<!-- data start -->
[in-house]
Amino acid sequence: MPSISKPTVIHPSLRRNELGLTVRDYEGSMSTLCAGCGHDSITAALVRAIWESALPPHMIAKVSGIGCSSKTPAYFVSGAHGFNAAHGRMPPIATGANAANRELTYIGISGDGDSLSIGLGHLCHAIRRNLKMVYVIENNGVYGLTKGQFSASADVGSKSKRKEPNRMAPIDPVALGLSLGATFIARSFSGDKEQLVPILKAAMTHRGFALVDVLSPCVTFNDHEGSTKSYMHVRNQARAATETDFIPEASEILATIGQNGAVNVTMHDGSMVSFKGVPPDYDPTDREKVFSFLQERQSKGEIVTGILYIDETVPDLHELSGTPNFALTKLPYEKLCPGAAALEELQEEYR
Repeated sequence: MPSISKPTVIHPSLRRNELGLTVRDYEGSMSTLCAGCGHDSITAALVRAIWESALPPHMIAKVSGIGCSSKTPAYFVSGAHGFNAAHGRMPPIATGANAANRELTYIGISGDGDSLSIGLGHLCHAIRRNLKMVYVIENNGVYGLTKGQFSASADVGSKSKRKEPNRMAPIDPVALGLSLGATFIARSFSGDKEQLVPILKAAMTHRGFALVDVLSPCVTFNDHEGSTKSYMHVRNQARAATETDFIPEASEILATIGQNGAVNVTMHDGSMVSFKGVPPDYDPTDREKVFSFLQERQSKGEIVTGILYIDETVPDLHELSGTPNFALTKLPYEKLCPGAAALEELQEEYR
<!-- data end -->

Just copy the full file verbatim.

[in-house]
Amino acid sequence: MPSISKPTVIHPSLRRNELGLTVRDYEGSMSTLCAGCGHDSITAALVRAIWESALPPHMIAKVSGIGCSSKTPAYFVSGAHGFNAAHGRMPPIATGANAANRELTYIGISGDGDSLSIGLGHLCHAIRRNLKMVYVIENNGVYGLTKGQFSASADVGSKSKRKEPNRMAPIDPVALGLSLGATFIARSFSGDKEQLVPILKAAMTHRGFALVDVLSPCVTFNDHEGSTKSYMHVRNQARAATETDFIPEASEILATIGQNGAVNVTMHDGSMVSFKGVPPDYDPTDREKVFSFLQERQSKGEIVTGILYIDETVPDLHELSGTPNFALTKLPYEKLCPGAAALEELQEEYR
Repeated sequence: MPSISKPTVIHPSLRRNELGLTVRDYEGSMSTLCAGCGHDSITAALVRAIWESALPPHMIAKVSGIGCSSKTPAYFVSGAHGFNAAHGRMPPIATGANAANRELTYIGISGDGDSLSIGLGHLCHAIRRNLKMVYVIENNGVYGLTKGQFSASADVGSKSKRKEPNRMAPIDPVALGLSLGATFIARSFSGDKEQLVPILKAAMTHRGFALVDVLSPCVTFNDHEGSTKSYMHVRNQARAATETDFIPEASEILATIGQNGAVNVTMHDGSMVSFKGVPPDYDPTDREKVFSFLQERQSKGEIVTGILYIDETVPDLHELSGTPNFALTKLPYEKLCPGAAALEELQEEYR